In Around The NFL's "Making the Leap" series, we spotlight emerging players to keep an eye on in 2016. Whether rising from no-namer to quality starter or vaulting from standout to superstar, each of these individuals is poised to break through in the coming campaign.
The NFL is a sink-or-swim league.
At a position notoriously rough on rookies, Darby displayed the tenacity and mental aptitude not only to play in a Rex Ryan defense that demands a lot from cornerbacks, but to become one of the NFL's upper-echelon defensive backs in short order.
Why Darby is on the list
The 5-foot-11 corner started Week 1 and flourished from the get-go, holding Colts speedster T.Y. Hilton to 23 yards on two catches and picking off an underthrown pass in the opener. The following week, Tom Brady targeted the rookie nine times in coverage versus Rob Gronkowski and Julian Edelman, per Pro Football Focus. The Patriots' dominant duo took Darby for just three catches and 48 yards.
The early success against three very diverse targets (a receiver with speed, a tight end with size and a precise route runner) displays the attributes that make Darby an enticing prospect and potential lock-down corner in Ryan's system.
Darby owns a special feel for route recognition, an innate skill for defensive backs. I watched his film on NFL Game Pass; often, he will react to the route before the receiver. He is a hammerhead shark on the field, plowing through receivers. He possesses the strength, speed, quick hips, lateral agility and physicality to succeed in one-on-one matchups. At 193 pounds, he's a violent hitter -- willing to stick his nose in against the run, something that can't be said of all rookie corners -- and a sure tackler.
Darby's rookie stats match up to his impressive game film. In his first season, the corner allowed a passer rating of 67.0 in coverage and gave up just three touchdowns, per NFL Media Research. The 67.0 passer rating allowed ranked 19th-best in the NFL among cornerbacks targeted 40-plus times in 2015.
And oh, did quarterbacks target the rookie. Darby was thrown at 107 times, fifth-most in the NFL, but he allowed a completion percentage of just 50.5.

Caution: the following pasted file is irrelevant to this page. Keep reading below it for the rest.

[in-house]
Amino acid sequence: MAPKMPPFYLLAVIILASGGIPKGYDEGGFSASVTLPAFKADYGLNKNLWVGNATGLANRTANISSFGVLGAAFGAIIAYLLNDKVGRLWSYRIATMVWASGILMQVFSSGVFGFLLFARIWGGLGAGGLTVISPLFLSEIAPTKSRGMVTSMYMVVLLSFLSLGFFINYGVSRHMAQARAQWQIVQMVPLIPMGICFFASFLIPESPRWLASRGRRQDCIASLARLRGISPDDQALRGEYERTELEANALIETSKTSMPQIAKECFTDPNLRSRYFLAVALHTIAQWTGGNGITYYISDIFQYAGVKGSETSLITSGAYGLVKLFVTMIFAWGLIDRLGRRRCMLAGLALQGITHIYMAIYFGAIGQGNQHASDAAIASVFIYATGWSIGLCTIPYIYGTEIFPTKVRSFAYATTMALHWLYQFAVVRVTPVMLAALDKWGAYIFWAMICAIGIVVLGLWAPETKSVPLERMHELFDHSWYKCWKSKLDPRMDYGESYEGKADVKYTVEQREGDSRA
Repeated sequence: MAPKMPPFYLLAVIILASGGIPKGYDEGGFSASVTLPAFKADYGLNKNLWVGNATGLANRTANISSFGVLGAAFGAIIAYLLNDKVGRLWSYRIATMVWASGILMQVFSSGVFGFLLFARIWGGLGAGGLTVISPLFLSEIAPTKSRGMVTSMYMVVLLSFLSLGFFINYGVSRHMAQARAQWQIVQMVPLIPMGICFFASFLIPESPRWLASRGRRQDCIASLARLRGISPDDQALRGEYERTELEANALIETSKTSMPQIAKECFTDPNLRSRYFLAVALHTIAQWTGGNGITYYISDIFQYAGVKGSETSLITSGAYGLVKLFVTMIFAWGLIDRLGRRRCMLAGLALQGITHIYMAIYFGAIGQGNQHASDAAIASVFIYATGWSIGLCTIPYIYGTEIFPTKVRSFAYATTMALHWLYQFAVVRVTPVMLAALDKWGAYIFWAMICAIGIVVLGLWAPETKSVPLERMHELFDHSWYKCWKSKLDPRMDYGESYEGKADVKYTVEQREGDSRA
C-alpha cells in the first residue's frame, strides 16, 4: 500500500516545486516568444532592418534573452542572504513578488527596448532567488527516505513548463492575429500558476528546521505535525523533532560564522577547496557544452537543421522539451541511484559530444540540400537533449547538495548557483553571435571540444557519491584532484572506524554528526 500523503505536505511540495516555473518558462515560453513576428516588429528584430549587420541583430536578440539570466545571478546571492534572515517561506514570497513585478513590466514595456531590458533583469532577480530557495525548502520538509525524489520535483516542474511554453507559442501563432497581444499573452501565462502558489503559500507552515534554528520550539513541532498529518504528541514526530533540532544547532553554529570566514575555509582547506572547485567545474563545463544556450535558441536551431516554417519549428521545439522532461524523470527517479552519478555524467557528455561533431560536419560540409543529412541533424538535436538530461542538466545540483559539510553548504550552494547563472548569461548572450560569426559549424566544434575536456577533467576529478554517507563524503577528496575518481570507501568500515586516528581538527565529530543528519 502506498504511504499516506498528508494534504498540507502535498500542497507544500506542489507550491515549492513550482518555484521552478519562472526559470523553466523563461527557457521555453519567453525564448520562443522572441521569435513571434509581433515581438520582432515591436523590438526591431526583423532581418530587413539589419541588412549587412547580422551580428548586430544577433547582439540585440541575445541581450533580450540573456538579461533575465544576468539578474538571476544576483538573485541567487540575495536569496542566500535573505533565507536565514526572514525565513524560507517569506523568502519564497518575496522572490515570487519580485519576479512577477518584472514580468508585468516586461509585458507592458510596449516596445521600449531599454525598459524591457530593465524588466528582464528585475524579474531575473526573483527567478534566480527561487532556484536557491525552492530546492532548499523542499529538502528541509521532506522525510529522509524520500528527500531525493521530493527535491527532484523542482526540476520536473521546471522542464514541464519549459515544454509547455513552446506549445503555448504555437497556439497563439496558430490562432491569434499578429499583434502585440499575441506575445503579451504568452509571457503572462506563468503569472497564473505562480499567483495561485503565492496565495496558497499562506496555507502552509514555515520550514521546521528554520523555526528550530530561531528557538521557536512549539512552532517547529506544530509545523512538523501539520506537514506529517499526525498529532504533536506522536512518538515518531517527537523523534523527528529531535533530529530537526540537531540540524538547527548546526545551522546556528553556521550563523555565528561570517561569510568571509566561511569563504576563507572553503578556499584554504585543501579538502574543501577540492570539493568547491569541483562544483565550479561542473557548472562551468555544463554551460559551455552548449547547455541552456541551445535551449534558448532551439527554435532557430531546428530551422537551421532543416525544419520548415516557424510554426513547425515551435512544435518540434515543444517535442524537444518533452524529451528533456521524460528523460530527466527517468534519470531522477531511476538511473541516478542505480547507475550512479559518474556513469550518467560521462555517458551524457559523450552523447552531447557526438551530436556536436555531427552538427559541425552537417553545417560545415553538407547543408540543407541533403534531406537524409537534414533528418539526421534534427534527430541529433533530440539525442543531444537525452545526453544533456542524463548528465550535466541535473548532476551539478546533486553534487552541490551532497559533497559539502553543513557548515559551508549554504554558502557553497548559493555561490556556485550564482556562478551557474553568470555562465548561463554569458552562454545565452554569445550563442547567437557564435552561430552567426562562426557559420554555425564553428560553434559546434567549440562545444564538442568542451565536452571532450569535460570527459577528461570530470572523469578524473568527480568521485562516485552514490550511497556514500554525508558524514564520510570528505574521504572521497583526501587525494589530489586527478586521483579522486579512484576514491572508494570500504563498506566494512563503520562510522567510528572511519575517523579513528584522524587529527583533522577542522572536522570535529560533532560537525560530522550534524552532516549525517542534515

Playing on the left side of Ryan's defense, Darby didn't always match up against the opponent's top receiver. Yet, when he did, he won plenty.
The quartet of plays illustrates Darby's full skill set. He jumps on a route, makes a sure open-field tackle, utilizes the sideline to push the play out of bounds and bats away an underthrown ball in the end zone.
Obstacles he'll face
Though he possesses the speed to run with receivers, Darby sometimes struggled with deep routes, allowing a reception of 20 or more yards in six games, per PFF. Darby specifically struggled with deep, in-breaking routes -- somewhat a byproduct of the system. Negating big plays is a must if he's to truly make a leap in Year 2.
While judging corners merely on interceptions is faulty, compiling more than the two picks he had last season -- one on an underthrown pass and another on a quarterback-receiver miscommunication -- will boost Darby's profile. There were several plays last season in which he beat the receiver to the spot but failed to make a game-changing pick.
Bump-and-run man coverage is a Ryan staple. But when asked this offseason what he needs to work on more, Darby noted his off coverage: "[During workouts] I wanted to work on my 'off' a lot more, because we aren't off as much, but that's something I want to be comfortable in, as well." We won't argue.
Given that he plays in a Ryan defense, the question of whether or not Darby is capable of handling the Darrelle Revis role and traveling with an opponent's top receiver will surely come up. The presence of Stephon Gilmore (for at least one more year) on the opposite side doesn't necessitate Darby moving around the formation. But if injury strikes, it will be interesting to see if Ryan trusts his young DB to take on No. 1 targets head-to-head for an entire game.
Expectations for 2016
As a rookie, Darby ranked just outside the top corners in the NFL. In Year 2, he'll nudge his name further into the national conversation.
Darby was the bright spot on a disappointing Bills defense in 2015. Imagine what he might do if Buffalo generates an actual pass rush in 2016.
I expect quarterbacks to start looking elsewhere to throw the ball, negating some of Darby's chances to make plays. His passes defensed totals (he had 21 in 2015, fifth-most in the NFL) could take a dip, but his impact will take a leap. Darby should be touted as one of the next up-and-comers at corner and could earn his first Pro Bowl nod. He and Gilmore also will push for the honor of top corner tandem in the NFL by the year's end.